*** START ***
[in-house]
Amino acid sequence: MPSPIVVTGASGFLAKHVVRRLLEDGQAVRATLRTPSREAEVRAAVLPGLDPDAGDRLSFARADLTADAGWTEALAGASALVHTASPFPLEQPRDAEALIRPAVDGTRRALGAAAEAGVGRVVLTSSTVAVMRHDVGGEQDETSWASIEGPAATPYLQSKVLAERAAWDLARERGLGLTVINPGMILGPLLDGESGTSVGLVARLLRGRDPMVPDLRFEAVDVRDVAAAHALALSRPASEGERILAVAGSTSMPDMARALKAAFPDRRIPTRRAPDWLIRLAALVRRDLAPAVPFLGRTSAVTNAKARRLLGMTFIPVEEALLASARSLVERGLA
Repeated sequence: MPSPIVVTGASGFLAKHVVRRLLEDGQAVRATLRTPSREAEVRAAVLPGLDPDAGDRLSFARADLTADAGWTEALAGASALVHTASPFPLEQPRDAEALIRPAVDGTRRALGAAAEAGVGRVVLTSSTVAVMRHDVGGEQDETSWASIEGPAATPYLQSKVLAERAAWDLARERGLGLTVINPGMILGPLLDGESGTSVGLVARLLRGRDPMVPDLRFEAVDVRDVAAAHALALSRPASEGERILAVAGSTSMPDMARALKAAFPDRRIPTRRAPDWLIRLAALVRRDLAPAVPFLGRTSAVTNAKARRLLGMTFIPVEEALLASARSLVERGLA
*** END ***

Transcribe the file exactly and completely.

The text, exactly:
[in-house]
Amino acid sequence: MPSPIVVTGASGFLAKHVVRRLLEDGQAVRATLRTPSREAEVRAAVLPGLDPDAGDRLSFARADLTADAGWTEALAGASALVHTASPFPLEQPRDAEALIRPAVDGTRRALGAAAEAGVGRVVLTSSTVAVMRHDVGGEQDETSWASIEGPAATPYLQSKVLAERAAWDLARERGLGLTVINPGMILGPLLDGESGTSVGLVARLLRGRDPMVPDLRFEAVDVRDVAAAHALALSRPASEGERILAVAGSTSMPDMARALKAAFPDRRIPTRRAPDWLIRLAALVRRDLAPAVPFLGRTSAVTNAKARRLLGMTFIPVEEALLASARSLVERGLA
Repeated sequence: MPSPIVVTGASGFLAKHVVRRLLEDGQAVRATLRTPSREAEVRAAVLPGLDPDAGDRLSFARADLTADAGWTEALAGASALVHTASPFPLEQPRDAEALIRPAVDGTRRALGAAAEAGVGRVVLTSSTVAVMRHDVGGEQDETSWASIEGPAATPYLQSKVLAERAAWDLARERGLGLTVINPGMILGPLLDGESGTSVGLVARLLRGRDPMVPDLRFEAVDVRDVAAAHALALSRPASEGERILAVAGSTSMPDMARALKAAFPDRRIPTRRAPDWLIRLAALVRRDLAPAVPFLGRTSAVTNAKARRLLGMTFIPVEEALLASARSLVERGLA